A letter of intelligence from col. Bampfylde.

November 11, [1656. N. S.]

Vol. lv. p. 208.

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Be t w e e n the l i n e s this I have w r i t in l i m o n from whence there is newes come hither, that for certayns the queen of Sweden is embarqued at Nice for Madritt. The winter quarters of the armie will be in Alsatia, Lorraine, Champaigne, Picardie, and the Isle of France, and in some parts of the generallity of Paris, which here is much repined at. Here is great likelihood of reconcileing the chamber of requests, and the chamber of accompts to the parliament (which is of great consequence) by the mediation of mons. Belleiuer, the firste president, and mons. de Harlay. The estates of Millaine have agreed to give forty thousand crownes to the generall of the German forces to march with their troopes into the principality of Modena, where the duke of Modena is marching with two thousand horse. Mons. de Turenne is arrived here, having left the army yet about St. Quintin, under the command of mons. Castellnau. Mons. d'Lionne is goeing speedily into Germany, to sollicit the princes and free townes, to reflect upon the emperour's breakeing the peace of Munster, and to interest the electors, whoe were security for the emperour's observeing it; but the truth and moste essentiall part of his negotiation is to treat with the Protestant princes. The peace betwixt the two crownes is yet hoped for, but making here for the warre I might have very good conditions here, if he had leave to make levyes in England and Scotland. I can make it demonstrable, that it will be very much for the service of the protector. All persons, that have any charge, shall (if required) give sufficient security for their fidelity to him; how it may be otherwise advantageous I will otherwise informe you by the next. You have severall tymes promised to favour me: this is the tyme to doe it, and for ever to obledge him. I knowe his interest: is not so small, but that the least sollicitation in it will prevayle with the protector whoe shall be secured manifestly by it, and secured from all prejudice, or else I will not desire it. Were this done I could get the protector much more security in the French court of that kinde, he is 584 470 16 51 41. I have not of a longe tyme received any letters from you; all ordinary things you surely write, by your laste address; but if you shoud thinke fitt to write any thing of concernment, be pleased to adress it under cover thus: A mons. mons. L o n g e chez. mons. B o d e u i n Marchand R o u e n and under the cover, a mons. mons. Beaumont à Paris. I shall say noe more for the present, but that I am, sir,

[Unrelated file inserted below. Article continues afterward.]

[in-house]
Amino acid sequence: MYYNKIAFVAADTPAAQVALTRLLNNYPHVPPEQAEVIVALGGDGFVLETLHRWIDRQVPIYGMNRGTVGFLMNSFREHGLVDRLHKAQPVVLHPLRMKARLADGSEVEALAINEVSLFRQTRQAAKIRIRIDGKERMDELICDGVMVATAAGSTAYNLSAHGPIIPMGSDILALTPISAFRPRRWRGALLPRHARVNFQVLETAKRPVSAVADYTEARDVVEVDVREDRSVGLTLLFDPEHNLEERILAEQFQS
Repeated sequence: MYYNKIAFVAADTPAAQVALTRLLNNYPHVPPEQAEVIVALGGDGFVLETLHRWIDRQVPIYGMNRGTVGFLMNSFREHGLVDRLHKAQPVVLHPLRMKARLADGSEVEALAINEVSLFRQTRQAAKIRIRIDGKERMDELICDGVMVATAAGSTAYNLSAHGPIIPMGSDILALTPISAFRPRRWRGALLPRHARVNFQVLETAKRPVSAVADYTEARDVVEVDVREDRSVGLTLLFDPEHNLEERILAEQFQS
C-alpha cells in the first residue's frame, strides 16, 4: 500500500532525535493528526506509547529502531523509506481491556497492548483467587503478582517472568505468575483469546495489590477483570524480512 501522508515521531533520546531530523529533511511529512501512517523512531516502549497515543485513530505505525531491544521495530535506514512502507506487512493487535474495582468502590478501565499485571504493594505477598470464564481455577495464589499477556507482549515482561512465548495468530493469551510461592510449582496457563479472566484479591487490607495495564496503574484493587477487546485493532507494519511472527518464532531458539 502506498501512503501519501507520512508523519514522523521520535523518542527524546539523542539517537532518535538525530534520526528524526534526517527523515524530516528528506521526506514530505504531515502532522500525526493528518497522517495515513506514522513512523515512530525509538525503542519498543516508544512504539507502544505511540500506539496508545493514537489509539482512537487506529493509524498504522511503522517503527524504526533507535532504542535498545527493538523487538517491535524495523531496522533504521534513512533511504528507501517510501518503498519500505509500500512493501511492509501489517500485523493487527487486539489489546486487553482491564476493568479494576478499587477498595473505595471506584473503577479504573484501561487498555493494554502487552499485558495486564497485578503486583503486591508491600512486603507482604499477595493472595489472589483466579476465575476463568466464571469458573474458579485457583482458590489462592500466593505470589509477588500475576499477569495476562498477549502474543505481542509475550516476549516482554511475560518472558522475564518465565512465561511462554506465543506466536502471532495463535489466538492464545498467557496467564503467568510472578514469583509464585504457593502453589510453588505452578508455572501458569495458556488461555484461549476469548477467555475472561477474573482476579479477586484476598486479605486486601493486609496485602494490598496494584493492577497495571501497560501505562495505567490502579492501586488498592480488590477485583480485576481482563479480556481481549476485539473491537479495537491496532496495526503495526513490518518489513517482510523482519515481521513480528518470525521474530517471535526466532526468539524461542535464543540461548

Your moste humble servant.

I beseech you lett me hear speedily from you: I presume you have dispatches long ere this.

The copy of a paper concerning the high court of justice, found in sir William Compton's chamber.

Vol. xlii. p. 111.